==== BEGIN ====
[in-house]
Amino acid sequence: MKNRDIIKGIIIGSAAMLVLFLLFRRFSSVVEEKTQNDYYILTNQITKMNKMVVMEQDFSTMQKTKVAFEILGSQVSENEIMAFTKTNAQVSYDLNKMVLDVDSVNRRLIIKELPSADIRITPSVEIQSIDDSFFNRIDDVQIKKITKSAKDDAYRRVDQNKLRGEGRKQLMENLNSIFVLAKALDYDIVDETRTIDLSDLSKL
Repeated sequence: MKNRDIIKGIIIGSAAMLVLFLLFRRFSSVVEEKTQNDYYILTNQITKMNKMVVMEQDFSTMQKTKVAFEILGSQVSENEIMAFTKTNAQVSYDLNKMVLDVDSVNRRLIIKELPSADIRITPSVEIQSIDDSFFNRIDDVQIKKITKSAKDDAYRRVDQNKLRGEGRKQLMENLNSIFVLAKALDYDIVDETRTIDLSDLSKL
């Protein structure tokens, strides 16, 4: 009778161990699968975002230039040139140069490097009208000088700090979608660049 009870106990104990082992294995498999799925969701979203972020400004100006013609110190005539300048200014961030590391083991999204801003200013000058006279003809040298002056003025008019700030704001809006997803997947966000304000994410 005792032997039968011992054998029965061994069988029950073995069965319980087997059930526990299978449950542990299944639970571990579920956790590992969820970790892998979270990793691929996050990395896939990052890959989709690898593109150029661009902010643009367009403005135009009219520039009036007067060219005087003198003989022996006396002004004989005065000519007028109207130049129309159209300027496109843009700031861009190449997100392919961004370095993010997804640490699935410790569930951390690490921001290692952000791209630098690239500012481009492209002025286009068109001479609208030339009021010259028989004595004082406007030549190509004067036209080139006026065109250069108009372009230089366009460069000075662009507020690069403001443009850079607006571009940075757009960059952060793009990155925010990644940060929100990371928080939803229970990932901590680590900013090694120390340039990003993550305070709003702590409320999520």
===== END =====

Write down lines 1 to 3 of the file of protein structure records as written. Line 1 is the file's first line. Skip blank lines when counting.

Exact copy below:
[in-house]
Amino acid sequence: MKNRDIIKGIIIGSAAMLVLFLLFRRFSSVVEEKTQNDYYILTNQITKMNKMVVMEQDFSTMQKTKVAFEILGSQVSENEIMAFTKTNAQVSYDLNKMVLDVDSVNRRLIIKELPSADIRITPSVEIQSIDDSFFNRIDDVQIKKITKSAKDDAYRRVDQNKLRGEGRKQLMENLNSIFVLAKALDYDIVDETRTIDLSDLSKL
Repeated sequence: MKNRDIIKGIIIGSAAMLVLFLLFRRFSSVVEEKTQNDYYILTNQITKMNKMVVMEQDFSTMQKTKVAFEILGSQVSENEIMAFTKTNAQVSYDLNKMVLDVDSVNRRLIIKELPSADIRITPSVEIQSIDDSFFNRIDDVQIKKITKSAKDDAYRRVDQNKLRGEGRKQLMENLNSIFVLAKALDYDIVDETRTIDLSDLSKL